Dr Nyree Finlay
- Senior Lecturer (Archaeology)
I am intrigued by how we make and remake meaning from found things and create understandings of the social through ‘stuff’. My research is grounded in prehistoric archaeology, material culture and artefact studies, with a particular focus on collection practice, lithic technology, and hunter-gatherer life-worlds. Currently I am working on:
- Collection work and material heritage archives
Exploration of the relationship between collection and avocational practice in collaborative contexts, including a new contemporary archaeological project: The Avocational Atelier. This builds on considerable experience of bringing various legacy and assemblage projects to fruition. This work includes The Archaeology of a Collection a monograph on the National Museum of Ireland Keiller-Knowles collection of over 15,000 pieces acquired in the 1920s and smaller studies of individual collectors.
- Lithic technology and practice
Theoretical and methodological approaches to lithic analysis studies, using life course approaches to consider stonecraft, skill and materiality. I have substantial practical lithic assemblage analysis experience, with an emphasis on detailed technological analysis, chaîne opèratoire studies and experimental replication. I have written specialist reports for over 85 archaeological projects.
- Personhood and archaeologies of infancy and the child
In my research and teaching practice I use anthropological and relational approaches to inform understandings of personhood, identity, constructions of otherness and difference through material remains. Theoretical work has considered approaches to relational personhood in hunter-gatherer archaeology and the intersections of age and gender. Previously I edited a ground-breaking volume on archaeology and disability. Recent theoretical work considers the interplay of material culture around life course transitions which builds on earlier research on the archaeological child and the liminal ambiguities around infant death. Ongoing writing projects are based on the materiality of contemporary infant loss memorials and explorations of home.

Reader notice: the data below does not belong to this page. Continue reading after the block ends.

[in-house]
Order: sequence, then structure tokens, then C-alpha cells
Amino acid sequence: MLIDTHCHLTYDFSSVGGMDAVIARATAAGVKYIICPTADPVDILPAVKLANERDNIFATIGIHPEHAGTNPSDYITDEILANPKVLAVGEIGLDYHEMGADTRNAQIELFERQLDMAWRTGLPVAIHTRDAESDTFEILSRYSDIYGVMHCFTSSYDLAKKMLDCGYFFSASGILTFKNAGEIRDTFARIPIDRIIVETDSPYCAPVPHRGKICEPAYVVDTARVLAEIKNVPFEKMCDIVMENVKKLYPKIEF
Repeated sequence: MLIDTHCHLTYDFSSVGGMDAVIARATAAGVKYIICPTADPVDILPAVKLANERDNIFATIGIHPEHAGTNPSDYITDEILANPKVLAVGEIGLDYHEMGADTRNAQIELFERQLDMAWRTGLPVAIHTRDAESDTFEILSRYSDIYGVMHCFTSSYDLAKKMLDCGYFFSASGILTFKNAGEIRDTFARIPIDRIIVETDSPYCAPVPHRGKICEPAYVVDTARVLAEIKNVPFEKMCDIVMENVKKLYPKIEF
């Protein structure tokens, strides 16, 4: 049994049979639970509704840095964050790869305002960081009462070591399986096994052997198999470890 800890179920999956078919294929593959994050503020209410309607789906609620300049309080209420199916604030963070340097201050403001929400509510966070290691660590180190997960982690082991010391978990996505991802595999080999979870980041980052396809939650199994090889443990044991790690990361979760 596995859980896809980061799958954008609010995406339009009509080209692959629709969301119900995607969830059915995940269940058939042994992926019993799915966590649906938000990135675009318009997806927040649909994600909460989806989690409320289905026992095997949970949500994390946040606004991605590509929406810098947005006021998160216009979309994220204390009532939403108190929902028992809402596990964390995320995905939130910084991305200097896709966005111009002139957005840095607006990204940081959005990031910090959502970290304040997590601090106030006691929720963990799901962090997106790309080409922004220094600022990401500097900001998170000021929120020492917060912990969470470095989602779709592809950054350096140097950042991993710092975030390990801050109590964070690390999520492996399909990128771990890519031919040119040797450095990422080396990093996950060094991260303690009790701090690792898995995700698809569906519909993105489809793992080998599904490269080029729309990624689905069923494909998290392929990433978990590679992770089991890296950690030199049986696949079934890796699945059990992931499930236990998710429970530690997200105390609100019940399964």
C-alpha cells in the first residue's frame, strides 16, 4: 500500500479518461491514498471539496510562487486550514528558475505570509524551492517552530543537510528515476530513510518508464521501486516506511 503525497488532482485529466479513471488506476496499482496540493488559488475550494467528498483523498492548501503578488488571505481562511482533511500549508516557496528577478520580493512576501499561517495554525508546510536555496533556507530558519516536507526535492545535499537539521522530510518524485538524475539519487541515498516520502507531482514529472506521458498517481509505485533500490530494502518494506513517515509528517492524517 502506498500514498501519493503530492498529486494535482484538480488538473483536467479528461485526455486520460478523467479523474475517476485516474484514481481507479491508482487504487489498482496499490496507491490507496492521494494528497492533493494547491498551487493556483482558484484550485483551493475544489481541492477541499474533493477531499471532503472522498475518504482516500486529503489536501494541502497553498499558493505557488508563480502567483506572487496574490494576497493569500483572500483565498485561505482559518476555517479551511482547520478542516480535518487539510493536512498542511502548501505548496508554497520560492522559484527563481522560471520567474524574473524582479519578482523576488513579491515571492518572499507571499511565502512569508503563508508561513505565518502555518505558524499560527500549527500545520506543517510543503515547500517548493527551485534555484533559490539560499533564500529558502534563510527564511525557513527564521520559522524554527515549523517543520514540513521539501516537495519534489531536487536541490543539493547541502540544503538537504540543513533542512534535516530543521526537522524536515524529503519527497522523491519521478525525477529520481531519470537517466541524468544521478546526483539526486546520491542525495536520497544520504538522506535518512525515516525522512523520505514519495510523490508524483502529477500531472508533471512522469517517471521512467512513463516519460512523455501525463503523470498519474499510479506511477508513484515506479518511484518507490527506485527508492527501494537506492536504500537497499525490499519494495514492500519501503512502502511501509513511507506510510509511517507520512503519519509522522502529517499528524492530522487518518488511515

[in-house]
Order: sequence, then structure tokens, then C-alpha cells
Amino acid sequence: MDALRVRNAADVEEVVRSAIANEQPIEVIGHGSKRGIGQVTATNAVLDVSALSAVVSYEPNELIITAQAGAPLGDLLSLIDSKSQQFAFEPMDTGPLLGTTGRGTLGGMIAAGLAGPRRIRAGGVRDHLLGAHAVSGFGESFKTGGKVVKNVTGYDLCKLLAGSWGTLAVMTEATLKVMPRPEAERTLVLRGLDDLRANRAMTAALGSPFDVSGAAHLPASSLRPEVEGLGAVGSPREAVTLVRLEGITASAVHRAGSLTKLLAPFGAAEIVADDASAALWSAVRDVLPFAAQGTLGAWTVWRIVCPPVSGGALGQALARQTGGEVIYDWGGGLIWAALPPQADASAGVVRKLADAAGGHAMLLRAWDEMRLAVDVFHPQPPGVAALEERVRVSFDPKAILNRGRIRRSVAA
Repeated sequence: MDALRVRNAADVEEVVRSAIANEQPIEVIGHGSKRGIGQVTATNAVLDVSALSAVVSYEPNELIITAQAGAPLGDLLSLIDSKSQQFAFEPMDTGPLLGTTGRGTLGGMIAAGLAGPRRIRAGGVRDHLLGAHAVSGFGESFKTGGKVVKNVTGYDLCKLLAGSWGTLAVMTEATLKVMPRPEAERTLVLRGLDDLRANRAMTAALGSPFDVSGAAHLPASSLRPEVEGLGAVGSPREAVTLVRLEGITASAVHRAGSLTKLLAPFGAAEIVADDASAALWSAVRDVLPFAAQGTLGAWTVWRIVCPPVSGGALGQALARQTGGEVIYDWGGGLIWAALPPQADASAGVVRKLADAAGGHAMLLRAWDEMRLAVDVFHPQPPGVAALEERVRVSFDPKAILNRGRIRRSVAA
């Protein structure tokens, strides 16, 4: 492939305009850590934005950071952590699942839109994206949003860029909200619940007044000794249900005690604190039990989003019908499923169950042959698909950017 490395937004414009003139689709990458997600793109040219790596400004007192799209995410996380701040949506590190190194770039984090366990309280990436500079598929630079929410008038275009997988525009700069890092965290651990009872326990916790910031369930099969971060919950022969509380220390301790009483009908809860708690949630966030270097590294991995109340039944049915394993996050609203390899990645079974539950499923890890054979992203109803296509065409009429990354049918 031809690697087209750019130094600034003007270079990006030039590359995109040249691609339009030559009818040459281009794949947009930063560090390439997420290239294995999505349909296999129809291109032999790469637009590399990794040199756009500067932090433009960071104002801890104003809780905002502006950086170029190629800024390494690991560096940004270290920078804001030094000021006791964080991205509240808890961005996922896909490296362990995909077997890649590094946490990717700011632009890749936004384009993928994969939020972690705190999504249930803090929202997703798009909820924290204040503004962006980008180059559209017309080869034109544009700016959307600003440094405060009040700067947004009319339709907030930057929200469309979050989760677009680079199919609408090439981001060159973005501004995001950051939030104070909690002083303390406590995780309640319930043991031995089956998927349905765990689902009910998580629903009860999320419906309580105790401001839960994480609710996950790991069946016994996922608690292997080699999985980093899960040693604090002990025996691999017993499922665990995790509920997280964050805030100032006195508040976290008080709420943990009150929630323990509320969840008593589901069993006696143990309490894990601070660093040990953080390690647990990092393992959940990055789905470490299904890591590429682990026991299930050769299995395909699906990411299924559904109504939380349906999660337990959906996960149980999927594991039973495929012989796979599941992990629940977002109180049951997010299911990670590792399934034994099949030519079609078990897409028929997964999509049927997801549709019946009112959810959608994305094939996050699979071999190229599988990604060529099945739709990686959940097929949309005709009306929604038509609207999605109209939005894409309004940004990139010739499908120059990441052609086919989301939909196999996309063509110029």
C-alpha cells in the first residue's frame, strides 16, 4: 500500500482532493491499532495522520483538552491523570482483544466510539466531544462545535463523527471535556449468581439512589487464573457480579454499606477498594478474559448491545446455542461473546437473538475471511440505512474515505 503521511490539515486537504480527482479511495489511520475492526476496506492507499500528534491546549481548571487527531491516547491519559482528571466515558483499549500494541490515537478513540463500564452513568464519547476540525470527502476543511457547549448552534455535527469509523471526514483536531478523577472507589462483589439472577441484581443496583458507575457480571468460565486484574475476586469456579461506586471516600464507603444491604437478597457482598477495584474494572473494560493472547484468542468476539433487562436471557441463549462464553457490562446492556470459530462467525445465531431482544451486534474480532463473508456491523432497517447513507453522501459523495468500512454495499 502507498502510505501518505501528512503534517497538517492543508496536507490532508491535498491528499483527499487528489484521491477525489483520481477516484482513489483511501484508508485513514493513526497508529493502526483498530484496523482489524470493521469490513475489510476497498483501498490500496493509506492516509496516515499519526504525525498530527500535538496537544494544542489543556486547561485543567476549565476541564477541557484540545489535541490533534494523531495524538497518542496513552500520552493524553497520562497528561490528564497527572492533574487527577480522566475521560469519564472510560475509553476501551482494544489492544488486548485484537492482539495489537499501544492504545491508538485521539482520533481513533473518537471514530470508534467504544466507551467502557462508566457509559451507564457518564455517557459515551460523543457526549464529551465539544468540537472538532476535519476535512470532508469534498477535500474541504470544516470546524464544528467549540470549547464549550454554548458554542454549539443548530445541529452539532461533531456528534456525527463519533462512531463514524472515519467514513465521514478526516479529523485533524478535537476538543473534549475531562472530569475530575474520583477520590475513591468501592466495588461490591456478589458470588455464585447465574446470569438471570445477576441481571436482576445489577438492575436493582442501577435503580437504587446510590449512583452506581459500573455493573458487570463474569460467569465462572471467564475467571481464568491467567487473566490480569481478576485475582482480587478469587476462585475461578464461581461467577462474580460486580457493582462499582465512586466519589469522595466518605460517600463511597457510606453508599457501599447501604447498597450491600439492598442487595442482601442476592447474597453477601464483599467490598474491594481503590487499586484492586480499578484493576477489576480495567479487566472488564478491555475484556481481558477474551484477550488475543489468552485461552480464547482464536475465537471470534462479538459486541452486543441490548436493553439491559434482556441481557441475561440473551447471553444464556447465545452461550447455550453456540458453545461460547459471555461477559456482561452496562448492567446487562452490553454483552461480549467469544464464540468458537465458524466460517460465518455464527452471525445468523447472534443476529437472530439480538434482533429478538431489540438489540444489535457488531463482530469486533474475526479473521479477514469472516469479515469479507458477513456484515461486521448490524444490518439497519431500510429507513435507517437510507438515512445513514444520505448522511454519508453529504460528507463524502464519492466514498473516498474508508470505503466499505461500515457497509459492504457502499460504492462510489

- Mesolithic and gatherer-hunter archaeology
A focus on mesolithic archaeology in Northern Europe in particular Scotland and Ireland (9000-4500BC), lithic technologies, methods and social theoretical approaches. Fieldwork projects as Principlal Investigator include The Colonsay Middens Project comprising survey and excavation of a shell midden site (2005-7, Finlay nd), the Scottish Mesolithic Geophysics Project (2002-2010) which championed alternative site methodologies (Finlay et al nd; Finlay and Allen 2008) and publication outcomes for key Irish mesolithic sites of Ferriter’s Cove and Lough Boora. Theoretical perspectives include writing on, gender, kids, the life course (Finlay 2015) and personhood (Finlay 2014).
Current Research Projects
- Ancestral Studies
A recent focus of both my research and teaching is my role as academic lead for Ancestral Studies – a portfolio of new humanities postgraduate courses starting in September 2017 and related research activity at the University of Glasgow. Seeking to redefine the future of ancestry work in the Anthropocene it addresses trans-temporal and interdisciplinary approaches to being and belonging in the past and present. My own research in this area is looking at ancestral artefacts and relational methodologies.
- The Avocational Atelier